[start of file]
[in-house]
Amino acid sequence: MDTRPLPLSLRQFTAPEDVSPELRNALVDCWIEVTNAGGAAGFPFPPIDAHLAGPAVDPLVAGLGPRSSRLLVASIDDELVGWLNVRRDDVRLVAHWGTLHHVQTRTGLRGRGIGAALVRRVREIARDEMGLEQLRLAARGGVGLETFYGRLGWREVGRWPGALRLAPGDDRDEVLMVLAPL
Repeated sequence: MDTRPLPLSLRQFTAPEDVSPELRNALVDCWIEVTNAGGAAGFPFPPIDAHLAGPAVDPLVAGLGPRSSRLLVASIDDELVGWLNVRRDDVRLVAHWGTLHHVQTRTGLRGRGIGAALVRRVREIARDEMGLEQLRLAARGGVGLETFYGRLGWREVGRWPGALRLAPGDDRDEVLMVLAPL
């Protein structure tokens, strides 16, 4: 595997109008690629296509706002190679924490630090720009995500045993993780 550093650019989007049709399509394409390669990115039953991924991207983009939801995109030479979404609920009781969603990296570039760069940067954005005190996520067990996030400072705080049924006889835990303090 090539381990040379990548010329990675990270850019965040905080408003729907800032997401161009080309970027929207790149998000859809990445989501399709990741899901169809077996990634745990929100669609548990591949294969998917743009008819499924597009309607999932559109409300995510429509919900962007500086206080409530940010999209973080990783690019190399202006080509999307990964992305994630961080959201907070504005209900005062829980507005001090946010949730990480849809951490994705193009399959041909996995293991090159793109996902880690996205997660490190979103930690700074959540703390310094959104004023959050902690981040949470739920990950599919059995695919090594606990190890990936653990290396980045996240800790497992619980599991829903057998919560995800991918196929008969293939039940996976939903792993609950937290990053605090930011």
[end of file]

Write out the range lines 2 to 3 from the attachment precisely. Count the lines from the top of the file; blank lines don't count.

Amino acid sequence: MDTRPLPLSLRQFTAPEDVSPELRNALVDCWIEVTNAGGAAGFPFPPIDAHLAGPAVDPLVAGLGPRSSRLLVASIDDELVGWLNVRRDDVRLVAHWGTLHHVQTRTGLRGRGIGAALVRRVREIARDEMGLEQLRLAARGGVGLETFYGRLGWREVGRWPGALRLAPGDDRDEVLMVLAPL
Repeated sequence: MDTRPLPLSLRQFTAPEDVSPELRNALVDCWIEVTNAGGAAGFPFPPIDAHLAGPAVDPLVAGLGPRSSRLLVASIDDELVGWLNVRRDDVRLVAHWGTLHHVQTRTGLRGRGIGAALVRRVREIARDEMGLEQLRLAARGGVGLETFYGRLGWREVGRWPGALRLAPGDDRDEVLMVLAPL